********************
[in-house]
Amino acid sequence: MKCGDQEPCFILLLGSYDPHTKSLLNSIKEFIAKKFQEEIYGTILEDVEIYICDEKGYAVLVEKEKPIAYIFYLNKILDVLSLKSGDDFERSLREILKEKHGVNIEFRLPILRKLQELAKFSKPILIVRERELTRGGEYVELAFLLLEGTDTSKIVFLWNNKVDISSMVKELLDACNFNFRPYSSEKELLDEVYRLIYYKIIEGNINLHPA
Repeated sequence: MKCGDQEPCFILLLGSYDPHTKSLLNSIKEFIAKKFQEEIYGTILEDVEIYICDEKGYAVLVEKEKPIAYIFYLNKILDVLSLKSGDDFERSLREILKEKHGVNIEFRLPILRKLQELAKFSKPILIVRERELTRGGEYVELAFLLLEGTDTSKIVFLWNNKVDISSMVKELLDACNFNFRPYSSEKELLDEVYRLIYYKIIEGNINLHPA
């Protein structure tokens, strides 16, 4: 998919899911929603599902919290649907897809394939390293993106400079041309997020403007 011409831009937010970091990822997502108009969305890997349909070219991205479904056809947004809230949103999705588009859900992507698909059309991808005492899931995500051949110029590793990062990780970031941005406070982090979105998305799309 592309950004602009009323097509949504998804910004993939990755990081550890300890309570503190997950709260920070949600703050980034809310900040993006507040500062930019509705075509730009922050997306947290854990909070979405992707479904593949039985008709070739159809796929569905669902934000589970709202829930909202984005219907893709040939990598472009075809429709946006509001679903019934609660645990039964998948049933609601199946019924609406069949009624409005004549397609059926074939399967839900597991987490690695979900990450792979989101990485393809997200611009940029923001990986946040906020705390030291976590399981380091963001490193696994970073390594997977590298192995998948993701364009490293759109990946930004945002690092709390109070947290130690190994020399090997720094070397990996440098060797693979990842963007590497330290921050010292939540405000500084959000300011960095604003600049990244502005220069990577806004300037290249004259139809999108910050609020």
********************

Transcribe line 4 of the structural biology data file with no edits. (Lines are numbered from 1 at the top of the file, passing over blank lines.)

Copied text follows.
């Protein structure tokens, strides 16, 4: 998919899911929603599902919290649907897809394939390293993106400079041309997020403007 011409831009937010970091990822997502108009969305890997349909070219991205479904056809947004809230949103999705588009859900992507698909059309991808005492899931995500051949110029590793990062990780970031941005406070982090979105998305799309 592309950004602009009323097509949504998804910004993939990755990081550890300890309570503190997950709260920070949600703050980034809310900040993006507040500062930019509705075509730009922050997306947290854990909070979405992707479904593949039985008709070739159809796929569905669902934000589970709202829930909202984005219907893709040939990598472009075809429709946006509001679903019934609660645990039964998948049933609601199946019924609406069949009624409005004549397609059926074939399967839900597991987490690695979900990450792979989101990485393809997200611009940029923001990986946040906020705390030291976590399981380091963001490193696994970073390594997977590298192995998948993701364009490293759109990946930004945002690092709390109070947290130690190994020399090997720094070397990996440098060797693979990842963007590497330290921050010292939540405000500084959000300011960095604003600049990244502005220069990577806004300037290249004259139809999108910050609020």